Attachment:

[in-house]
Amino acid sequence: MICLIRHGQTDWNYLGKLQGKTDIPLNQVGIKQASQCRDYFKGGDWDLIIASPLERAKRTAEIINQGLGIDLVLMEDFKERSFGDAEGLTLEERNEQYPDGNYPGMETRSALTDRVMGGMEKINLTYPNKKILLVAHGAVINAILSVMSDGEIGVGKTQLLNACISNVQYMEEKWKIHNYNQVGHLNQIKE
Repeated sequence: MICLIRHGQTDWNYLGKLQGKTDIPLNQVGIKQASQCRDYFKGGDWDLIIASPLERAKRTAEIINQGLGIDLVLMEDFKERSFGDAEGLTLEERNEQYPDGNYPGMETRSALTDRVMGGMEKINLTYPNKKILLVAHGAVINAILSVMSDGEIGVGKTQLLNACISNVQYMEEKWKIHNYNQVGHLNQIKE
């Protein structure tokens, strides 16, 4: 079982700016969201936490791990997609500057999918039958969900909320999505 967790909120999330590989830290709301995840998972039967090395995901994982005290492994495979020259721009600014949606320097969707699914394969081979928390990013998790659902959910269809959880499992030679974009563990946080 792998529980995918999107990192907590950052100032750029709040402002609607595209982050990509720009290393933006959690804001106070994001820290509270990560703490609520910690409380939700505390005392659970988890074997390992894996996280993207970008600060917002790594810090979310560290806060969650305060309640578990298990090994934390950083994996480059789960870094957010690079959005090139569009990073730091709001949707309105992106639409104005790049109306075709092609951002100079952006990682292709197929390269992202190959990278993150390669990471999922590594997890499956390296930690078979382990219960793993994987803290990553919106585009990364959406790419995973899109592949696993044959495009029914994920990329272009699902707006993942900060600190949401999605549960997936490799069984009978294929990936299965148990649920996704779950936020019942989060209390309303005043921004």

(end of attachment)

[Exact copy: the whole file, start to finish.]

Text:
[in-house]
Amino acid sequence: MICLIRHGQTDWNYLGKLQGKTDIPLNQVGIKQASQCRDYFKGGDWDLIIASPLERAKRTAEIINQGLGIDLVLMEDFKERSFGDAEGLTLEERNEQYPDGNYPGMETRSALTDRVMGGMEKINLTYPNKKILLVAHGAVINAILSVMSDGEIGVGKTQLLNACISNVQYMEEKWKIHNYNQVGHLNQIKE
Repeated sequence: MICLIRHGQTDWNYLGKLQGKTDIPLNQVGIKQASQCRDYFKGGDWDLIIASPLERAKRTAEIINQGLGIDLVLMEDFKERSFGDAEGLTLEERNEQYPDGNYPGMETRSALTDRVMGGMEKINLTYPNKKILLVAHGAVINAILSVMSDGEIGVGKTQLLNACISNVQYMEEKWKIHNYNQVGHLNQIKE
């Protein structure tokens, strides 16, 4: 079982700016969201936490791990997609500057999918039958969900909320999505 967790909120999330590989830290709301995840998972039967090395995901994982005290492994495979020259721009600014949606320097969707699914394969081979928390990013998790659902959910269809959880499992030679974009563990946080 792998529980995918999107990192907590950052100032750029709040402002609607595209982050990509720009290393933006959690804001106070994001820290509270990560703490609520910690409380939700505390005392659970988890074997390992894996996280993207970008600060917002790594810090979310560290806060969650305060309640578990298990090994934390950083994996480059789960870094957010690079959005090139569009990073730091709001949707309105992106639409104005790049109306075709092609951002100079952006990682292709197929390269992202190959990278993150390669990471999922590594997890499956390296930690078979382990219960793993994987803290990553919106585009990364959406790419995973899109592949696993044959495009029914994920990329272009699902707006993942900060600190949401999605549960997936490799069984009978294929990936299965148990649920996704779950936020019942989060209390309303005043921004």